Some seek to belittle others’ attachments. Much is made, for instance, of the fact Jerusalem is not mentioned by name in either the Quran or the five books of the Torah.
But names are tricky things. Jerusalem has long been understood as the place referred to in the Pentateuch as “Salem” (Genesis 14:18), “Moriah” (Genesis 22:2 — though not agreed by all) and “the place God will choose” (Deuteronomy 12:5). Likewise in the Qur’an: “the farthest mosque” (17:1), “an honorable dwelling place” (10:93), “this town” (2:58), “the olive” (95:1) and others. Oral traditions and later texts in both religions refer to the city more explicitly under various names, such as “Zion,” “the Sanctified House,” “the Holy [Place],” “the Temple” or “Jerusalem.” Whether or not identified by textual names we might recognize today, Jerusalem has always been pivotal to religious observance and spiritual yearnings throughout Islam and Judaism, as well as, of course, Christianity.
Onlookers today talk of balance. That’s another tricky word. We hear it most in relation to news media. It conjures images of a seesaw. It implies that there are two sides — and in Jerusalem’s case that invariably means an Israeli side, where “Israeli” is often conflated with “Jewish,” and a Palestinian side. Devote equal resources to both sides, this wisdom says, and the seesaw will be level. You will have achieved balance.
Jerusalem, obviously, has many more sides than two. To reduce the city to two sides and then treat them both the same would be terribly misleading about the limitless complexity of this place. Those two sides — and, especially, representations of their being irreconcilable — are a convenient fiction for the disengaged or the lazy, and any balance that may result from treating them equally can never be equitable, because they do not start as equals. Israel has the overwhelmingly larger proportion of power, influence, assets, status and visibility. The seesaw is not level to begin with. To achieve an equitable balance, one must act unequally.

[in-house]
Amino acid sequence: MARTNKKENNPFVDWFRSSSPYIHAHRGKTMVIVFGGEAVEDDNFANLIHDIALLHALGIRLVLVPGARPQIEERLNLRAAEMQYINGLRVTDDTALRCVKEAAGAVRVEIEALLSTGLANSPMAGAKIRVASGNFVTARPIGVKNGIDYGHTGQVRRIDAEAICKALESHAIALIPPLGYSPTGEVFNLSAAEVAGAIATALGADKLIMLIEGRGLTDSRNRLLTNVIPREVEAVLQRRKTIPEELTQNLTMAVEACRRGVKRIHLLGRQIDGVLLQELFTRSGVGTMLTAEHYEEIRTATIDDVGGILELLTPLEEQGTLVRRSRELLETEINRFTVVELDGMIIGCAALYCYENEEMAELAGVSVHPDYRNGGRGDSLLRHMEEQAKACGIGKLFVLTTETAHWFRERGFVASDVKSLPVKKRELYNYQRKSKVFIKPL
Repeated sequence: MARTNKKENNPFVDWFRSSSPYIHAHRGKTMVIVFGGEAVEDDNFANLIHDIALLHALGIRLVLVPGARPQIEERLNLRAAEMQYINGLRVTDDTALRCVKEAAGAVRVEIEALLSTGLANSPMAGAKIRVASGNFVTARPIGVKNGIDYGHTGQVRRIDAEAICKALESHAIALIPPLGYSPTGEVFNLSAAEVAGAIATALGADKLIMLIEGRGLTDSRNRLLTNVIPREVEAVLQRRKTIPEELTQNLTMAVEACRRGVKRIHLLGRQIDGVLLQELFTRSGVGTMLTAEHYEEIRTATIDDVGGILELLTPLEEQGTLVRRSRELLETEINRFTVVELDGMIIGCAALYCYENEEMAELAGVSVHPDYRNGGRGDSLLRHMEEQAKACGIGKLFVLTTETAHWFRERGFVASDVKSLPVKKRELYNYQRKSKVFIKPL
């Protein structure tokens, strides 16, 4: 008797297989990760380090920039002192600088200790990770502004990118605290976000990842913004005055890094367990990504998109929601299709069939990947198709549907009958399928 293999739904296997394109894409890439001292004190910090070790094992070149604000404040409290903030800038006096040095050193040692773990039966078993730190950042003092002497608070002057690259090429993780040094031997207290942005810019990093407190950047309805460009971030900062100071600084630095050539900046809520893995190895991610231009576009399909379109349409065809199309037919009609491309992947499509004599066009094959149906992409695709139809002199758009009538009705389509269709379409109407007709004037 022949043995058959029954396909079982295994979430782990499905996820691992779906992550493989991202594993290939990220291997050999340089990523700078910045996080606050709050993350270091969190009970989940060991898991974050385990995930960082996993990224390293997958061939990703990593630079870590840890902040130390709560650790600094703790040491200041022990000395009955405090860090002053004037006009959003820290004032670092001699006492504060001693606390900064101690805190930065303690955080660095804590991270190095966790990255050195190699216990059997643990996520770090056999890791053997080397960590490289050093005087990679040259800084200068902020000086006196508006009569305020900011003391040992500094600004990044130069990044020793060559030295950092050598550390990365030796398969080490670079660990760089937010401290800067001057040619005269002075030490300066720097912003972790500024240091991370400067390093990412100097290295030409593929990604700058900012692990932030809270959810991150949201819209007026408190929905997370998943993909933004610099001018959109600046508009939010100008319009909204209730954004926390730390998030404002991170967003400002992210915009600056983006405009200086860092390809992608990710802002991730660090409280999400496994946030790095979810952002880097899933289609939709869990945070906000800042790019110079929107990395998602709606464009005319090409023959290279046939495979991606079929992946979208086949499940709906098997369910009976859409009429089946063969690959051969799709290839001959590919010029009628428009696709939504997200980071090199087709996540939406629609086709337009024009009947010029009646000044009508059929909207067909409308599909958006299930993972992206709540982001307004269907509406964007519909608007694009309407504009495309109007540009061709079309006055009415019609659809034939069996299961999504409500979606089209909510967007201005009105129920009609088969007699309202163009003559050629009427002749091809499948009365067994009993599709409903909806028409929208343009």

In 1965, when an international border ran through the middle of Jerusalem — or, rather, when Jerusalem consisted of two cities in different countries — a king arrived to open a hotel. A photo of the event survives, showing Hussein of Jordan, only 29 years old, striding through the lobby of the swish new St. George Hotel, his smile as tight as his suit, buttoned and narrow-lapeled.
“There was a time, you know, when [if] anything happened, it happened here.” Bookseller and literary impresario Mahmoud Muna leans over his till, casting shadow onto a monograph by a Palestinian artist. “Umm Kulthum, Fairuz, Abdel Wahab — they all came first to Jerusalem,” Mahmoud says, naming the three megastars of 20th-century Arab music. “This city has lost its charm.”